Invasive Species Council of British Columbia
Invasive Plant

Oxeye daisy

Leucanthemum vulgare

About This Species

Oxeye daisy (Dog daisy, Marguerite) was first introduced through seed mixes and is still commonly sold in many store-bought wildflower mixes and remains popular among gardeners despite its negative impacts. It was introduced from its native range of Europe. It spreads rapidly and is often found in pastures, grasslands, waste areas and along roadsides. A single plant can produce up to 26,000 seeds that can survive in the soil for up to 20 years. In large infestations, Oxeye daisy reduces the number of native plants and reduces forage for livestock and wildlife. Oxeye daisy is designated as a Regional Noxious Weed by the BC Weed Control Act.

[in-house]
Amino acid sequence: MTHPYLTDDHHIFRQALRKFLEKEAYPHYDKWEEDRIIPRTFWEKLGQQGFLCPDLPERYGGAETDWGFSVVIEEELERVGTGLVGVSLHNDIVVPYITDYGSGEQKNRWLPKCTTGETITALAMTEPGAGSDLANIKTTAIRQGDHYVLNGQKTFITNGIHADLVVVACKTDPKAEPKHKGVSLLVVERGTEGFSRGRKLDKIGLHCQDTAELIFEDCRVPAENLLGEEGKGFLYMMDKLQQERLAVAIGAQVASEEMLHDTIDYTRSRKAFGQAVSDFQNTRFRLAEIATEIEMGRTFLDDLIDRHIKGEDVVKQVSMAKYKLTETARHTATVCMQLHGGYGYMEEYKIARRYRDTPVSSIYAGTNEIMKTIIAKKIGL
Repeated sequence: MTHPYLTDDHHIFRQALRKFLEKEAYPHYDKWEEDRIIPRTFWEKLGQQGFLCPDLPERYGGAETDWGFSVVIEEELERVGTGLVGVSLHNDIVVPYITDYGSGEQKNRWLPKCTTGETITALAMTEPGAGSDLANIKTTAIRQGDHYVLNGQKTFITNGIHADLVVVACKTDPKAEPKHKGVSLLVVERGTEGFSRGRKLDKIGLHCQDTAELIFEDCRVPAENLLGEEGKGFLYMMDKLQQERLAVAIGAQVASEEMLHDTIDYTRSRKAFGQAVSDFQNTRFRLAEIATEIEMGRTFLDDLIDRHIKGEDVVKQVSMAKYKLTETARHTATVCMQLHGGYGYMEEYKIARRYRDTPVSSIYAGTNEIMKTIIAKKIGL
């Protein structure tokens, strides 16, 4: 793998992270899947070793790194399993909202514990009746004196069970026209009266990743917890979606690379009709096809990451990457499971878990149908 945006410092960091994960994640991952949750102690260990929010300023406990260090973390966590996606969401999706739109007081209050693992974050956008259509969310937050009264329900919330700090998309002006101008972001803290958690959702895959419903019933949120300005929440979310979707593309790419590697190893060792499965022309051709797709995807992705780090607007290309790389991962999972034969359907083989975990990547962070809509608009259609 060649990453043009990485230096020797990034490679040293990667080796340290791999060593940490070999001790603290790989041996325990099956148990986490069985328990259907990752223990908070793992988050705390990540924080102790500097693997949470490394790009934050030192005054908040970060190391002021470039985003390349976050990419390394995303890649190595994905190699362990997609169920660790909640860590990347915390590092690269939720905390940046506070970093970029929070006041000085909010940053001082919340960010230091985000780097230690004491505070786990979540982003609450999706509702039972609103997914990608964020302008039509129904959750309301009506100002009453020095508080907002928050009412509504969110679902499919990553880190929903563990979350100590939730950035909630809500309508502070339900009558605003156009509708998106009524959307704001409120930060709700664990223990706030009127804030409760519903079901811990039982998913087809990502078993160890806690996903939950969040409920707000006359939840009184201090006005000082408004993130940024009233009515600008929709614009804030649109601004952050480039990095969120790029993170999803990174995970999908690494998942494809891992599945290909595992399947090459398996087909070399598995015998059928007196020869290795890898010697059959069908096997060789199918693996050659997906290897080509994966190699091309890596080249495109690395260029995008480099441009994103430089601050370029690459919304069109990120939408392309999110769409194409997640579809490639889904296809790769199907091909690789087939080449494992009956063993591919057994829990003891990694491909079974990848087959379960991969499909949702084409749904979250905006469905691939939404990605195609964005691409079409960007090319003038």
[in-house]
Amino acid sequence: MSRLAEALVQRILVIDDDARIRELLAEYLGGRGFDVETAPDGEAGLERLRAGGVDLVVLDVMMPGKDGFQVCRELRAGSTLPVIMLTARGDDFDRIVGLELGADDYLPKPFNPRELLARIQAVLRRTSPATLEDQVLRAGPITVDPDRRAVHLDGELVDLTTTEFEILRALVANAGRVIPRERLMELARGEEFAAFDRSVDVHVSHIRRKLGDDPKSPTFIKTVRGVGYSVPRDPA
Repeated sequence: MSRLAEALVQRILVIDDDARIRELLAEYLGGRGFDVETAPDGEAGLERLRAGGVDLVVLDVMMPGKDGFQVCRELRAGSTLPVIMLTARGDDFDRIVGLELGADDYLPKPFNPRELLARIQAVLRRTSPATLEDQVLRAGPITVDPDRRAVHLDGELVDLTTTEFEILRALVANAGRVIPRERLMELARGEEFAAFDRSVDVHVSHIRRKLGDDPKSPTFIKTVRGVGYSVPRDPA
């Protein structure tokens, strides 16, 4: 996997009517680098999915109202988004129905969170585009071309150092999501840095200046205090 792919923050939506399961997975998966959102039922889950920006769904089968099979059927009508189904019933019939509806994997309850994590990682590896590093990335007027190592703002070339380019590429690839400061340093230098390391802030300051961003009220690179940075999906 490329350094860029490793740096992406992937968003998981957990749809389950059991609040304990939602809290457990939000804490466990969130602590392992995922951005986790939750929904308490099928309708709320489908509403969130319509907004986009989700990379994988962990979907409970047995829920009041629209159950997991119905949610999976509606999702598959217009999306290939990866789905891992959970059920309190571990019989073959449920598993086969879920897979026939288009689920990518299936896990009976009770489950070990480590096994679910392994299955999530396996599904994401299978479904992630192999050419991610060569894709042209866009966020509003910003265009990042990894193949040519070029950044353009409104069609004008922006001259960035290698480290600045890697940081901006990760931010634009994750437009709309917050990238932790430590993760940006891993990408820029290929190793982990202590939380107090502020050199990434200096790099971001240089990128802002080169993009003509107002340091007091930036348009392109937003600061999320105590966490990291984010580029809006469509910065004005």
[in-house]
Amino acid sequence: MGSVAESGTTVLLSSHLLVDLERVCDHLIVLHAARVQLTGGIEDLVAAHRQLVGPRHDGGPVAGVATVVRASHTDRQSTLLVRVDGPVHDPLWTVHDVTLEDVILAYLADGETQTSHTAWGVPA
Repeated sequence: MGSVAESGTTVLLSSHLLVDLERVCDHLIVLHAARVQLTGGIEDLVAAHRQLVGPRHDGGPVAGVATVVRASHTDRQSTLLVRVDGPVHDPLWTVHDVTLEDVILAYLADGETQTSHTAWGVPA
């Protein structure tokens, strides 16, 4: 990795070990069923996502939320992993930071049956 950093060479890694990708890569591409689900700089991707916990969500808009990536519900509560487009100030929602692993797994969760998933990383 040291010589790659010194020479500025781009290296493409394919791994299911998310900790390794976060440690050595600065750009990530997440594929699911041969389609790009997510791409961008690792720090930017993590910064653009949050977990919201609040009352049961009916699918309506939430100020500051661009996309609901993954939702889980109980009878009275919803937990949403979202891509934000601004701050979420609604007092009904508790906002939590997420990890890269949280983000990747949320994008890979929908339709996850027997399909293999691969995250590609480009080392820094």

How to Identify

Oxeye daisy is a flowering plant that can range from 20–80 cm in height. 

Flowers have a typical daisy-like appearance, with single white flowers and a yellow center.  

Leaves are wavy and clasp toward the stem. 

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Learn about best practices

A few non-invasive alternatives to plant instead of Oxeye daisy include:


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